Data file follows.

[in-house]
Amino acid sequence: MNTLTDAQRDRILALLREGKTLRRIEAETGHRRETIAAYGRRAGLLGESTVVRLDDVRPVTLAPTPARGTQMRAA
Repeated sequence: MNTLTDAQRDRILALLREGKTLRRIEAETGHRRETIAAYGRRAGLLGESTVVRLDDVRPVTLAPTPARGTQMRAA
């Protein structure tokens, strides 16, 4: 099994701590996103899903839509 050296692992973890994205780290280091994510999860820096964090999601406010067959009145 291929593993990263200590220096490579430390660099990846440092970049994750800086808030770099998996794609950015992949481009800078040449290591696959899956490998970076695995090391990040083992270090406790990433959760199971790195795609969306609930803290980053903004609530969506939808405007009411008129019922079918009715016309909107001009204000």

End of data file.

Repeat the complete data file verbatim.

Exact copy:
[in-house]
Amino acid sequence: MNTLTDAQRDRILALLREGKTLRRIEAETGHRRETIAAYGRRAGLLGESTVVRLDDVRPVTLAPTPARGTQMRAA
Repeated sequence: MNTLTDAQRDRILALLREGKTLRRIEAETGHRRETIAAYGRRAGLLGESTVVRLDDVRPVTLAPTPARGTQMRAA
């Protein structure tokens, strides 16, 4: 099994701590996103899903839509 050296692992973890994205780290280091994510999860820096964090999601406010067959009145 291929593993990263200590220096490579430390660099990846440092970049994750800086808030770099998996794609950015992949481009800078040449290591696959899956490998970076695995090391990040083992270090406790990433959760199971790195795609969306609930803290980053903004609530969506939808405007009411008129019922079918009715016309909107001009204000």